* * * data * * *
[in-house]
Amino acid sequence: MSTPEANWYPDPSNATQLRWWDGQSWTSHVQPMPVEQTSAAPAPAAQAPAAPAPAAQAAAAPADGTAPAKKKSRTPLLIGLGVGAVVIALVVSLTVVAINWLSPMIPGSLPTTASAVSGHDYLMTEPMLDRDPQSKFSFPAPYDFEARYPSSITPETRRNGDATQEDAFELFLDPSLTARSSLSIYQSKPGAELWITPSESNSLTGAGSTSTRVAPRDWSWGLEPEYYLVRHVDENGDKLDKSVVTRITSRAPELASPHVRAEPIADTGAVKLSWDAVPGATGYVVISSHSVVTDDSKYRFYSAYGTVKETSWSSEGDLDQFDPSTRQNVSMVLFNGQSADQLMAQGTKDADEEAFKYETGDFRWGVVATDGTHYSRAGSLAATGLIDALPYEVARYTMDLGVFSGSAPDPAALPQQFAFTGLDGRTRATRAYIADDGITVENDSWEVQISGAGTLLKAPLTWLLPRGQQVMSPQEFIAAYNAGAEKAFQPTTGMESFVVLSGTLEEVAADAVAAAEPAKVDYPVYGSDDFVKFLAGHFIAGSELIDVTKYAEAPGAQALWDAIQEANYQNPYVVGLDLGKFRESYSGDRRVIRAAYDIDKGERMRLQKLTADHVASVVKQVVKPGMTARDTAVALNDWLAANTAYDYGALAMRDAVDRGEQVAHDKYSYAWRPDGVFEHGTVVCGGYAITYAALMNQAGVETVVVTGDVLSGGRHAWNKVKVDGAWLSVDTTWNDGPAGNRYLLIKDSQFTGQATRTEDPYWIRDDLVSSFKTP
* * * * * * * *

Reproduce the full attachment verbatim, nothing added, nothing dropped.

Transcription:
[in-house]
Amino acid sequence: MSTPEANWYPDPSNATQLRWWDGQSWTSHVQPMPVEQTSAAPAPAAQAPAAPAPAAQAAAAPADGTAPAKKKSRTPLLIGLGVGAVVIALVVSLTVVAINWLSPMIPGSLPTTASAVSGHDYLMTEPMLDRDPQSKFSFPAPYDFEARYPSSITPETRRNGDATQEDAFELFLDPSLTARSSLSIYQSKPGAELWITPSESNSLTGAGSTSTRVAPRDWSWGLEPEYYLVRHVDENGDKLDKSVVTRITSRAPELASPHVRAEPIADTGAVKLSWDAVPGATGYVVISSHSVVTDDSKYRFYSAYGTVKETSWSSEGDLDQFDPSTRQNVSMVLFNGQSADQLMAQGTKDADEEAFKYETGDFRWGVVATDGTHYSRAGSLAATGLIDALPYEVARYTMDLGVFSGSAPDPAALPQQFAFTGLDGRTRATRAYIADDGITVENDSWEVQISGAGTLLKAPLTWLLPRGQQVMSPQEFIAAYNAGAEKAFQPTTGMESFVVLSGTLEEVAADAVAAAEPAKVDYPVYGSDDFVKFLAGHFIAGSELIDVTKYAEAPGAQALWDAIQEANYQNPYVVGLDLGKFRESYSGDRRVIRAAYDIDKGERMRLQKLTADHVASVVKQVVKPGMTARDTAVALNDWLAANTAYDYGALAMRDAVDRGEQVAHDKYSYAWRPDGVFEHGTVVCGGYAITYAALMNQAGVETVVVTGDVLSGGRHAWNKVKVDGAWLSVDTTWNDGPAGNRYLLIKDSQFTGQATRTEDPYWIRDDLVSSFKTP